As cities around the world scramble to find greener modes of living, one European capital is already leading the way in the race for sustainability.
Tallinn, the capital of Estonia and the most northerly of the Baltic cities, has implemented a number of drastic changes in order to achieve carbon neutrality by the year 2050.
These strategies were praised by the European Commission last year, with the city being named the European Green Capital for 2023.
But with more and more metropolises striving to reduce their carbon footprints, what can we learn from Tallinn’s modern approach to sustainability?
Cows, pollinating insects and cyclists
Protecting public land, reducing noise pollution and improving water quality were key to Tallinn being awarded the illustrious title, according to the European Commission.
“Tallinn […] demonstrated commitment and concrete actions to create healthier, better places for its citizens,” said Commissioner for Environment, Oceans and Fisheries, Virginijus Sinkevičius.
Chief among these actions is the city’s dedication to providing ample green space for its inhabitants. Tallinn’s network of parks now tops 90 m2, constituting 19.5 per cent of the city’s total landmass. This contrasts with just 9.5 per cent in Paris.
A recent study suggests that Europe’s cities could prevent up to 43,000 premature deaths a year if they supplied adequate green space for urban dwellers.
And while Tallinn’s population continues to rise – the capital now has more than 445,000 residents, according to recent figures – a number of key projects are in place to ensure sustainability remains at the heart of this growth.
40 per cent reduction in emissions by 2030
‘Tallinn 2030’ is a long-term strategy intended to build a “healthy city environment and sustainable use of natural resources” by the year 2030. The project is supported by the Tallinn Landscaping Action Plan, the Rainwater Strategy and the Sustainable Energy Action Plan.
Such well-intentioned schemes invariably provoke accusations of greenwashing from critics, but look beyond their impressive titles and tangible change is behind them.
On the fringes of the city, a herd of Scottish Highland cows can be seen snacking on plants in the Paljassaare nature reserve, helping to boost biodiversity and maintain the area as a habitat for wild animals.
And while the city’s growing green space is open to the public, it also has an ulterior motive.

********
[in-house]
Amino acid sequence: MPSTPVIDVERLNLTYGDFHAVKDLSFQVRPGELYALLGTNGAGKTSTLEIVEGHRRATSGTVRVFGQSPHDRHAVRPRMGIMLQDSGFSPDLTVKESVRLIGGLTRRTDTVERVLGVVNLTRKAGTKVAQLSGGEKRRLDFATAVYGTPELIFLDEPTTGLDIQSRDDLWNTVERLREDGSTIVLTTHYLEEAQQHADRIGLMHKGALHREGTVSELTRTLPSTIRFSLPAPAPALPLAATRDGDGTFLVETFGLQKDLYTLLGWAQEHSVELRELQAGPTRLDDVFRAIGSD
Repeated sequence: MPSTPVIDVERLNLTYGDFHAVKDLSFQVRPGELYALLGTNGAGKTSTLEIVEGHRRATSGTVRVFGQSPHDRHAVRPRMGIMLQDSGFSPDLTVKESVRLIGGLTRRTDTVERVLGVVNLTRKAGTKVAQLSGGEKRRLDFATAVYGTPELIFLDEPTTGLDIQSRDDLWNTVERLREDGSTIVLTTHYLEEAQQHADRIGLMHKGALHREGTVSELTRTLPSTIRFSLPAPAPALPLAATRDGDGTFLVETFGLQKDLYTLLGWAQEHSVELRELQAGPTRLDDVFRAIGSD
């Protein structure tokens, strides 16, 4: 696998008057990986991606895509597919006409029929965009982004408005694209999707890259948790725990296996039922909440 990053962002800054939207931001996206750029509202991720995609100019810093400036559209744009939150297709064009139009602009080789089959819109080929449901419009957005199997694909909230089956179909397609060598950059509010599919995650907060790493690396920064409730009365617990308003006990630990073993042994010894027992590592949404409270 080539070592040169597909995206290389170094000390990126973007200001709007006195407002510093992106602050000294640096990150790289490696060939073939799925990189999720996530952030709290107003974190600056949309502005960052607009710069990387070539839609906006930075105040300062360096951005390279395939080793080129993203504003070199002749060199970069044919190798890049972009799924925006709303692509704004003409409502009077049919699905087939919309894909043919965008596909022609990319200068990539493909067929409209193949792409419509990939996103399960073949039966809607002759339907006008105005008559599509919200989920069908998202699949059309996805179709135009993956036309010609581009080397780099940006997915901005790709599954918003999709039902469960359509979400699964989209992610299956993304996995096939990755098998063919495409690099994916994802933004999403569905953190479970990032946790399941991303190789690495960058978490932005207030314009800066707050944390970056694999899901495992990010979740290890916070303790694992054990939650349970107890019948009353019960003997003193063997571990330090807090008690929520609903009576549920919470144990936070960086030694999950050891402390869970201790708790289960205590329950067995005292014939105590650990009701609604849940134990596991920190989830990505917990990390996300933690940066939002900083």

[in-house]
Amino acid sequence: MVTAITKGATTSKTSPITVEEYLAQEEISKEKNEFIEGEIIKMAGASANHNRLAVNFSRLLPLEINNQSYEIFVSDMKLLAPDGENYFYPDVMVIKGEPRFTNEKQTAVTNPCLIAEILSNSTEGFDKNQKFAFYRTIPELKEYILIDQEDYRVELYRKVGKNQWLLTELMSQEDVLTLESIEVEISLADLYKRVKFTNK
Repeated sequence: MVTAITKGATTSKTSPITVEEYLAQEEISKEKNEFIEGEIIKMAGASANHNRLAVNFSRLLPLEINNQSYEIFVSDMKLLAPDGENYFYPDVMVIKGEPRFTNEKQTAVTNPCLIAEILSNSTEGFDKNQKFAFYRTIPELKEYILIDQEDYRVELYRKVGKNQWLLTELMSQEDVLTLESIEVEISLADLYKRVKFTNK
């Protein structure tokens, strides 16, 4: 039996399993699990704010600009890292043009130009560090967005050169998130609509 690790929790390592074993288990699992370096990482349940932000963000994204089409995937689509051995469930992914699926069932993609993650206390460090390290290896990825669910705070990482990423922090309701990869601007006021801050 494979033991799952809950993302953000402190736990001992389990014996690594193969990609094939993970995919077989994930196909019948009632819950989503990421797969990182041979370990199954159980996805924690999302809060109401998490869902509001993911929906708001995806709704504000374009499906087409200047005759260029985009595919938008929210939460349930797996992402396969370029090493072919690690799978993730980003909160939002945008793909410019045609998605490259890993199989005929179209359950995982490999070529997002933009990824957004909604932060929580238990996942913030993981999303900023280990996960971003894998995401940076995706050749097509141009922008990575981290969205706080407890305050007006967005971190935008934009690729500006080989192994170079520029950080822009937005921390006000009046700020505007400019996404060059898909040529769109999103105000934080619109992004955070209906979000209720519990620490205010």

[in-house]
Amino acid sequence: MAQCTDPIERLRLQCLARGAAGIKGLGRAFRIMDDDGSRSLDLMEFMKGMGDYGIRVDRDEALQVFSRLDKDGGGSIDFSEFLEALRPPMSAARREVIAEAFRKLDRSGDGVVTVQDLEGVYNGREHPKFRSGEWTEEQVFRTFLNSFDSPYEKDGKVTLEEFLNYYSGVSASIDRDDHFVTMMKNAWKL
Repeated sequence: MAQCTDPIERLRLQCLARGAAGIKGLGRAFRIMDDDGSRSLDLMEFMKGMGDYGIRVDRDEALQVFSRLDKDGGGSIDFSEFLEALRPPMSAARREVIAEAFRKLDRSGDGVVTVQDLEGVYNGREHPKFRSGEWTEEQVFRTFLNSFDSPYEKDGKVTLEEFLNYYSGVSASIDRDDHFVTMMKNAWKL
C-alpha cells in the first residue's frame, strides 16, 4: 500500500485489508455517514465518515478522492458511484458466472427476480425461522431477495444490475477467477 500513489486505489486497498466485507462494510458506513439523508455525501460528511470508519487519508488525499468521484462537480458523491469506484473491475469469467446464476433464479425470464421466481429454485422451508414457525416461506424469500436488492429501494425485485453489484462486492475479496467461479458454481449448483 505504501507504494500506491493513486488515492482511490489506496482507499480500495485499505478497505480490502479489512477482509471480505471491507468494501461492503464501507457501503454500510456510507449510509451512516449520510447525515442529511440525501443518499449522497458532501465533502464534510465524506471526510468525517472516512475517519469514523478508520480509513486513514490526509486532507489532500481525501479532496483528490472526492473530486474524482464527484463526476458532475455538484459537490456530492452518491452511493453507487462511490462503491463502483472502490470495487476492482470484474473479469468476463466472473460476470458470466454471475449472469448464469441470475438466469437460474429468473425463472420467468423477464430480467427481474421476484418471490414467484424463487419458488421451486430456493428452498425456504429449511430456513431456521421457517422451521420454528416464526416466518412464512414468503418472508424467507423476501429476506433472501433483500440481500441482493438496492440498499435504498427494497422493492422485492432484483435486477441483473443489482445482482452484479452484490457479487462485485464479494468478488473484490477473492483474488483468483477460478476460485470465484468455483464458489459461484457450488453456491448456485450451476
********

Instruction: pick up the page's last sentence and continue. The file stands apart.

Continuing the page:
The city is encouraging parks, gardens and nature reserves to remain wild in an attempt to encourage insect pollination.
“The aim is to enlarge the possibilities for the pollinators and also attract more people to use the pollinator highway as a green corridor which goes through six city districts,” says gardener and landscape architect Liivi Maekallas.
This 13-kilometre walkway is yet another example of Tallinn encouraging its citizens to ditch private vehicles and adopt a more sustainable approach to transportation.
The city received widespread attention when it made access to public transport free for residents in 2013 – a key waymarker on the city’s journey towards achieving a 40 per cent reduction in emissions by the year 2030.
“For us, a green capital means that Tallinn is inviting, comfortable, and clean – a city of the future,” says Mihhail Kõlvart, the mayor of Tallinn.
“The time has passed when the protection of nature and the progress of people are opposites – we have learned to associate innovation and development with a sustainable economy and green thinking.”
The baltic capital also aims to increase the number of cyclists on its roads, aiming for 11 per cent of journeys to be made by bike by the year 2027.
And according to cycling strategist Erik Sarapuu, that doesn’t just mean building more cycle lanes.
“You have to have a good idea why people should cycle and have some disincentives towards motorists,” he says.
“You have to kind of take some space from them because if you don’t take space, they won’t change their routine and they will still drive.”